Ghent University Academic Bibliography

Advanced

The effectiveness of mission statements: An explorative analysis from a communication perspective

Sebastian Desmidt UGent and Anita Prinzie UGent (2009)
abstract
Convinced that it will improve their performance, the majority of public and non-profit organizations has developed a formal mission statement. However, despite its popularity, the assumed mission statement-performance hypothesis seems to be barely analyzed nor tested (Weiss & Piderit, 1999). We addressed this issue by empirically examining the effectiveness of mission statements from an intra-organizational communication perspective and tested a theoretical rationale explaining the mission statement-performance hypothesis. The study results indicated that mission statements stimulate organizational members to engage in information conveyance and convergence processes, which prove to be positively related with the level of mission motivation. Higher levels of mission motivation, in turn, are assumed to be related with higher organizational performance.
Please use this url to cite or link to this publication:
author
organization
year
type
conference
publication status
published
subject
keyword
public organizations, communication effectiveness, Mission statement
editor
George Solomon
pages
39 pages
place of publication
Proceedings of the Annual Meeting of the Academy of Management 2009
conference name
2009 Academy of Management Annual Meeting
conference location
Chicago, Illinios, U.S.A
conference start
2009-08-07
conference end
2009-08-11
language
English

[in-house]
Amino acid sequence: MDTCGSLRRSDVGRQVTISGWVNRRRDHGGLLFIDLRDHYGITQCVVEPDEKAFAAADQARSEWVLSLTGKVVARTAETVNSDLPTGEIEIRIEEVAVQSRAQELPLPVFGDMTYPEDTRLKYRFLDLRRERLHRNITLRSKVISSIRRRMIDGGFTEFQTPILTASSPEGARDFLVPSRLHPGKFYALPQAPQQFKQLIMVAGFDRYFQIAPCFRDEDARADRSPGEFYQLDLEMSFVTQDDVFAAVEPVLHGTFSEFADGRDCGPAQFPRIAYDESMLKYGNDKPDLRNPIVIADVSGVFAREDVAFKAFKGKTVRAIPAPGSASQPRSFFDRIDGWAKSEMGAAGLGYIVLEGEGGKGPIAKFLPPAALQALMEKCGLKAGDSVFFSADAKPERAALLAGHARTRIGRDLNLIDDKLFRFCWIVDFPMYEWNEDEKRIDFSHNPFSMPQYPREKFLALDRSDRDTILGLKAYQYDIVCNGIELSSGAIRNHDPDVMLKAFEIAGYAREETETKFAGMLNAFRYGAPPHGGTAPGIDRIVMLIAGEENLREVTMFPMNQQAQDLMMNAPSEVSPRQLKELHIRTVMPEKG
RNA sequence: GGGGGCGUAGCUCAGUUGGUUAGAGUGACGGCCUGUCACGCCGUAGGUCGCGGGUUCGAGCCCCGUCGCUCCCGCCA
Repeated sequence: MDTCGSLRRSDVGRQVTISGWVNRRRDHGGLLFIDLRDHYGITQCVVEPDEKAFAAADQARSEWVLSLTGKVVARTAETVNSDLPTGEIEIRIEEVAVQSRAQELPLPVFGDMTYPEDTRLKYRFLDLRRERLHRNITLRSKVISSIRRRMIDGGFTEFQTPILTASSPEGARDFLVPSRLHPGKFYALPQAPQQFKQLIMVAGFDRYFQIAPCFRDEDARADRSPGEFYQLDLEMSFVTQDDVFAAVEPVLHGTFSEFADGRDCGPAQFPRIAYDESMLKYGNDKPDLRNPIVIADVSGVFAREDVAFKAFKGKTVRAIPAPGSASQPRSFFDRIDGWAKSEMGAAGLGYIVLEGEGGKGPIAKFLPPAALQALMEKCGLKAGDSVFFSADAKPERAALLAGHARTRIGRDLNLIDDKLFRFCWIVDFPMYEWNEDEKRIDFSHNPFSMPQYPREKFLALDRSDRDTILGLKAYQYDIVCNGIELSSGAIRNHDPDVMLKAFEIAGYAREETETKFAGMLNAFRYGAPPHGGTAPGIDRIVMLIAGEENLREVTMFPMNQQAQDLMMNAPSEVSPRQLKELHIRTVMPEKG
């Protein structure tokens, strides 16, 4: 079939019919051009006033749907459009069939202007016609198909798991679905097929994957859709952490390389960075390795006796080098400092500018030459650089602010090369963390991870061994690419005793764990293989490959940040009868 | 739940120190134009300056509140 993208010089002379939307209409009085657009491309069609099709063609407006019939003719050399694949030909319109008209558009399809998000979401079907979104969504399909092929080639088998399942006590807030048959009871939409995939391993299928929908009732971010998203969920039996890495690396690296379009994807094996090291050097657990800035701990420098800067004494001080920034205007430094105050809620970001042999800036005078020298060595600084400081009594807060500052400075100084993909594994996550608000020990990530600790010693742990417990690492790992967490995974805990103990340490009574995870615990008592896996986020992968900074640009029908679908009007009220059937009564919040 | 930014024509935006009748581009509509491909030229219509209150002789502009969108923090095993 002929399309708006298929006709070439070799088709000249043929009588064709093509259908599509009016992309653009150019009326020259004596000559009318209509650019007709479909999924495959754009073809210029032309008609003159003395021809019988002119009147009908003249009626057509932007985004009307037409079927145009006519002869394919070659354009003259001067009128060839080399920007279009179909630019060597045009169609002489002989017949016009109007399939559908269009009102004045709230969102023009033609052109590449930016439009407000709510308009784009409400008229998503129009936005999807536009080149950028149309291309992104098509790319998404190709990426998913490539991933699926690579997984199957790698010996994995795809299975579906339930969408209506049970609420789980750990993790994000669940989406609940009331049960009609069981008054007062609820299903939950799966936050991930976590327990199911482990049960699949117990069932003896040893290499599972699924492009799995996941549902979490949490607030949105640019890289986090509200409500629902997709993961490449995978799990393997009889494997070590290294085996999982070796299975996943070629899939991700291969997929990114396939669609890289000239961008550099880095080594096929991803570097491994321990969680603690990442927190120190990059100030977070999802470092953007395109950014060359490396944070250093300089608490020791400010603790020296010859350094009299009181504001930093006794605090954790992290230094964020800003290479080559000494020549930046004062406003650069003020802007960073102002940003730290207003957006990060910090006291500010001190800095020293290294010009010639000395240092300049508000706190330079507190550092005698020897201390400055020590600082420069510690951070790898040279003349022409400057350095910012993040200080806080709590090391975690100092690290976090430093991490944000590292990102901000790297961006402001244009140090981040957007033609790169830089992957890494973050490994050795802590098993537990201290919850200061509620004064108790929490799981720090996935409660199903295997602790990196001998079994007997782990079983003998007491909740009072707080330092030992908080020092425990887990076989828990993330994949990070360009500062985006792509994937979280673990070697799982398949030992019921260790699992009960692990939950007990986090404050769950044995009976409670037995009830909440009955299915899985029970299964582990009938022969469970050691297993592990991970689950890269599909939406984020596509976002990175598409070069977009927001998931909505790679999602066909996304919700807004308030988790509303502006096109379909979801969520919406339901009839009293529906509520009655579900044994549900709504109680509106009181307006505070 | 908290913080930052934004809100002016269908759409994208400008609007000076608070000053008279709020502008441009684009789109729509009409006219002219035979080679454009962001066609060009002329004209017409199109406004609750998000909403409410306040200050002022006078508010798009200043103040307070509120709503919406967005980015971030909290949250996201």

UGent publication?
yes
classification
C1
id
898592
handle
http://hdl.handle.net/1854/LU-898592
date created
2010-03-09 09:38:52
date last changed
2015-01-22 10:18:31
@inproceedings{898592,
  abstract     = {Convinced that it will improve their performance, the majority of public and non-profit organizations has developed a formal mission statement. However, despite its popularity, the assumed mission statement-performance hypothesis seems to be barely analyzed nor tested (Weiss \& Piderit, 1999). We addressed this issue by empirically examining the effectiveness of mission statements from an intra-organizational communication perspective and tested a theoretical rationale explaining the mission statement-performance hypothesis. The study results indicated that mission statements stimulate organizational members to engage in information conveyance and convergence processes, which prove to be positively related with the level of mission motivation. Higher levels of mission motivation, in turn, are assumed to be related with higher organizational performance.},
  author       = {Desmidt, Sebastian and Prinzie, Anita},
  editor       = {Solomon, George},
  keyword      = {public organizations,communication effectiveness,Mission statement},
  language     = {eng},
  location     = {Chicago, Illinios, U.S.A},
  pages        = {39},
  title        = {The effectiveness of mission statements: An explorative analysis from a communication perspective},
  year         = {2009},
}

Chicago
Desmidt, Sebastian, and Anita Prinzie. 2009. “The Effectiveness of Mission Statements: An Explorative Analysis from a Communication Perspective.” In , ed. George Solomon. Proceedings of the Annual Meeting of the Academy of Management 2009.
APA
Desmidt, S., & Prinzie, A. (2009). The effectiveness of mission statements: An explorative analysis from a communication perspective. In G. Solomon (Ed.), . Presented at the 2009 Academy of Management Annual Meeting, Proceedings of the Annual Meeting of the Academy of Management 2009.
Vancouver
1.
Desmidt S, Prinzie A. The effectiveness of mission statements: An explorative analysis from a communication perspective. In: Solomon G, editor. Proceedings of the Annual Meeting of the Academy of Management 2009; 2009.
MLA
Desmidt, Sebastian, and Anita Prinzie. “The Effectiveness of Mission Statements: An Explorative Analysis from a Communication Perspective.” Ed. George Solomon. Proceedings of the Annual Meeting of the Academy of Management 2009, 2009. Print.